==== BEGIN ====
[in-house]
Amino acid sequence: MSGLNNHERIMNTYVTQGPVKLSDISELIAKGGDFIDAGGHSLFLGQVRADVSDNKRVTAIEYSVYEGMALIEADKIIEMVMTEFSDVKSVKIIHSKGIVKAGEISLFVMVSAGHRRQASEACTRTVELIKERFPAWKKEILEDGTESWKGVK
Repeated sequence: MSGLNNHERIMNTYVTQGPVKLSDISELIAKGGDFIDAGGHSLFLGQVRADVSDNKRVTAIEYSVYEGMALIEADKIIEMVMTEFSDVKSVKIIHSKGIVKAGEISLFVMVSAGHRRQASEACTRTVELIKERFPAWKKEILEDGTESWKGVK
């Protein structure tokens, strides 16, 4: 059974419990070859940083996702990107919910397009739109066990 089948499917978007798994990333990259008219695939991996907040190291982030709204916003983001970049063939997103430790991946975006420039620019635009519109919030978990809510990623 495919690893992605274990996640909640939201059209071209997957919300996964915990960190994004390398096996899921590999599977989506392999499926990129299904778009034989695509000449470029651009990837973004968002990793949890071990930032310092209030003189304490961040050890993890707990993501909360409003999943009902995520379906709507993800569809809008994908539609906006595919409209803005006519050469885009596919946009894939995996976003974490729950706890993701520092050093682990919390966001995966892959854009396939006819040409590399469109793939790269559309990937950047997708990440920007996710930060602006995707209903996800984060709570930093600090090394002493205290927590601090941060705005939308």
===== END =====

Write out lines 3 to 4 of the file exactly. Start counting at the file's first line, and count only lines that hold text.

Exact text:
Repeated sequence: MSGLNNHERIMNTYVTQGPVKLSDISELIAKGGDFIDAGGHSLFLGQVRADVSDNKRVTAIEYSVYEGMALIEADKIIEMVMTEFSDVKSVKIIHSKGIVKAGEISLFVMVSAGHRRQASEACTRTVELIKERFPAWKKEILEDGTESWKGVK
């Protein structure tokens, strides 16, 4: 059974419990070859940083996702990107919910397009739109066990 089948499917978007798994990333990259008219695939991996907040190291982030709204916003983001970049063939997103430790991946975006420039620019635009519109919030978990809510990623 495919690893992605274990996640909640939201059209071209997957919300996964915990960190994004390398096996899921590999599977989506392999499926990129299904778009034989695509000449470029651009990837973004968002990793949890071990930032310092209030003189304490961040050890993890707990993501909360409003999943009902995520379906709507993800569809809008994908539609906006595919409209803005006519050469885009596919946009894939995996976003974490729950706890993701520092050093682990919390966001995966892959854009396939006819040409590399469109793939790269559309990937950047997708990440920007996710930060602006995707209903996800984060709570930093600090090394002493205290927590601090941060705005939308």